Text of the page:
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Proinsulin C-peptide reduces diabetes-induced glomerular hyperfiltration via efferent arteriole dilation and inhibition of tubular sodium reabsorption
Uppsala University, Disciplinary Domain of Medicine and Pharmacy, Faculty of Medicine, Department of Medical Cell Biology, Integrative Physiology.
Uppsala University, Disciplinary Domain of Medicine and Pharmacy, Faculty of Medicine, Department of Medical Cell Biology, Integrative Physiology.
Uppsala University, Disciplinary Domain of Medicine and Pharmacy, Faculty of Medicine, Department of Medical Cell Biology, Integrative Physiology.
Uppsala University, Disciplinary Domain of Medicine and Pharmacy, Faculty of Medicine, Department of Medical Cell Biology, Integrative Physiology.
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2009 (English)In: American Journal of Physiology - Renal Physiology, ISSN 1931-857X, E-ISSN 1522-1466, Vol. 297, no 5, F1265-F1272 p.Article in journal (Refereed) Published
Abstract [en]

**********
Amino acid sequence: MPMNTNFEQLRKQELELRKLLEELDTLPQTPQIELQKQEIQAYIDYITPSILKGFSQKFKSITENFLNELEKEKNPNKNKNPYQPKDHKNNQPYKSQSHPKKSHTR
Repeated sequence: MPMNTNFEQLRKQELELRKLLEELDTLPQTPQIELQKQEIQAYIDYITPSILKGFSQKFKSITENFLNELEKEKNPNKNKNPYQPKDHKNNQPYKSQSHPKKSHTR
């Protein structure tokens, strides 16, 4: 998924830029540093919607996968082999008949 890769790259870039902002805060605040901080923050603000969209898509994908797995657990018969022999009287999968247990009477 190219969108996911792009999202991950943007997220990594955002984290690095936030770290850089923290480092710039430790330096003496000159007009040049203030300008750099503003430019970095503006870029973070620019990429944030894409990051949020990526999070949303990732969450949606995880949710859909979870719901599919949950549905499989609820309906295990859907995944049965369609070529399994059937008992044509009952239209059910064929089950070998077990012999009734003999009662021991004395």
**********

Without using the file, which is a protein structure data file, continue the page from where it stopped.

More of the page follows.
C-peptide reduces diabetes-induced glomerular hyperfiltration in diabetic patients and experimental animal models. However, the mechanisms mediating the beneficial effect of C-peptide remain unclear. We investigated whether altered renal afferent-efferent arteriole tonus or alterations in tubular Na+ transport (T(Na)) in response to C-peptide administration mediate the reduction of diabetes-induced glomerular hyperfiltration. Glomerular filtration rate, filtration fraction, total and cortical renal blood flow, total kidney O2 consumption (QO2), T(Na), fractional Na+ and Li+ excretions, and tubular free-flow and stop-flow pressures were measured in anesthetized adult male normoglycemic and streptozotocin-diabetic Sprague-Dawley rats. The specific effect of C-peptide on transport-dependent QO2 was investigated in vitro in freshly isolated proximal tubular cells. C-peptide reduced glomerular filtration rate (-24%), stop-flow pressure (-8%), and filtration fraction (-17%) exclusively in diabetic rats without altering renal blood flow. Diabetic rats had higher baseline T(Na) (+40%), which was reduced by C-peptide. Similarly, C-peptide increased fractional Na+ (+80%) and Li+ (+47%) excretions only in the diabetic rats. None of these parameters was affected by vehicle treatments in either group. Baseline QO2 was 37% higher in proximal tubular cells from diabetic rats than controls and was normalized by C-peptide. C-peptide had no effect on ouabain-pretreated diabetic cells from diabetic rats. C-peptide reduced diabetes-induced hyperfiltration via a net dilation of the efferent arteriole and inhibition of tubular Na+ reabsorption, both potent regulators of the glomerular net filtration pressure. These findings provide new mechanistic insight into the beneficial effects of C-peptide on diabetic kidney function.